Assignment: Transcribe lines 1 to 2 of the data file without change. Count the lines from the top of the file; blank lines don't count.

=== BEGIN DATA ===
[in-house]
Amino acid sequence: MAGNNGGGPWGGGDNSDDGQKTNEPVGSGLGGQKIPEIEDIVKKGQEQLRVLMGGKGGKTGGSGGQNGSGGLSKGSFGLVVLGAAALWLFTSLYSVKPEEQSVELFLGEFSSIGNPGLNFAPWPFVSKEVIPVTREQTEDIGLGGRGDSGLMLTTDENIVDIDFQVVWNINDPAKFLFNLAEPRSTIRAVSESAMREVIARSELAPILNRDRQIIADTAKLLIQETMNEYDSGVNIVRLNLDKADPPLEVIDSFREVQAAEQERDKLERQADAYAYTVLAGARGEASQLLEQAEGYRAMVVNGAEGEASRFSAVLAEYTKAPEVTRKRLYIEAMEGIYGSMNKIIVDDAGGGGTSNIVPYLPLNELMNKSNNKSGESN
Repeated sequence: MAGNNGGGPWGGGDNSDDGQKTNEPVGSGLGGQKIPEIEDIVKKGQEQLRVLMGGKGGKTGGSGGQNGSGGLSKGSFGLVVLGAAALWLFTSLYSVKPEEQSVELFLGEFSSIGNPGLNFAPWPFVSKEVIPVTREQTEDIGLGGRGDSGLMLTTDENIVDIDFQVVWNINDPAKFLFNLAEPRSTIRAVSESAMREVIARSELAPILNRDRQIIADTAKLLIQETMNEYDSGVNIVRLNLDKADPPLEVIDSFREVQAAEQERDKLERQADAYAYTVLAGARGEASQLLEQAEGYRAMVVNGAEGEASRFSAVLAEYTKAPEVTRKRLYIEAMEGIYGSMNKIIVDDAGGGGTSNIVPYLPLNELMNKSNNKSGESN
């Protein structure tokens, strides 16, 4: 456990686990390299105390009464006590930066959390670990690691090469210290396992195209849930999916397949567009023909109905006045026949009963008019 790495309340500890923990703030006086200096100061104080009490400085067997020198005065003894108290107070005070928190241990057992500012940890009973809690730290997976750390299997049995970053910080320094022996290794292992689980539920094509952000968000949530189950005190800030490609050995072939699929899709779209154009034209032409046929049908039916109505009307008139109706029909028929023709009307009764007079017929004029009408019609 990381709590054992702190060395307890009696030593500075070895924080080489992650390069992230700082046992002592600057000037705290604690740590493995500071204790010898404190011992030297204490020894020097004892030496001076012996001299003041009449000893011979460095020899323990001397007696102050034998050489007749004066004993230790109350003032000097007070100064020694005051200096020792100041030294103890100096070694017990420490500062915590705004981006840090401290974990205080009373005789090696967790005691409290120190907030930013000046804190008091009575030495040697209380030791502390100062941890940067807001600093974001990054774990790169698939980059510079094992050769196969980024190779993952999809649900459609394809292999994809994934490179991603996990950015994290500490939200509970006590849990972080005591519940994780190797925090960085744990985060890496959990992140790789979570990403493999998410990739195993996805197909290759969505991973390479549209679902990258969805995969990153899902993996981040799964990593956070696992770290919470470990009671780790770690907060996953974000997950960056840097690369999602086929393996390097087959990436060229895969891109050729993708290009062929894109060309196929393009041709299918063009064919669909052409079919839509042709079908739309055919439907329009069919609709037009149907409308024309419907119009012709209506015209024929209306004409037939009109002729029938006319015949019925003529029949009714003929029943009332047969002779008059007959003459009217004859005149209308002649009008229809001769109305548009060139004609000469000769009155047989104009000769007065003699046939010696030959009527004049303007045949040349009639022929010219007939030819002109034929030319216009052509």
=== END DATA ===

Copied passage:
[in-house]
Amino acid sequence: MAGNNGGGPWGGGDNSDDGQKTNEPVGSGLGGQKIPEIEDIVKKGQEQLRVLMGGKGGKTGGSGGQNGSGGLSKGSFGLVVLGAAALWLFTSLYSVKPEEQSVELFLGEFSSIGNPGLNFAPWPFVSKEVIPVTREQTEDIGLGGRGDSGLMLTTDENIVDIDFQVVWNINDPAKFLFNLAEPRSTIRAVSESAMREVIARSELAPILNRDRQIIADTAKLLIQETMNEYDSGVNIVRLNLDKADPPLEVIDSFREVQAAEQERDKLERQADAYAYTVLAGARGEASQLLEQAEGYRAMVVNGAEGEASRFSAVLAEYTKAPEVTRKRLYIEAMEGIYGSMNKIIVDDAGGGGTSNIVPYLPLNELMNKSNNKSGESN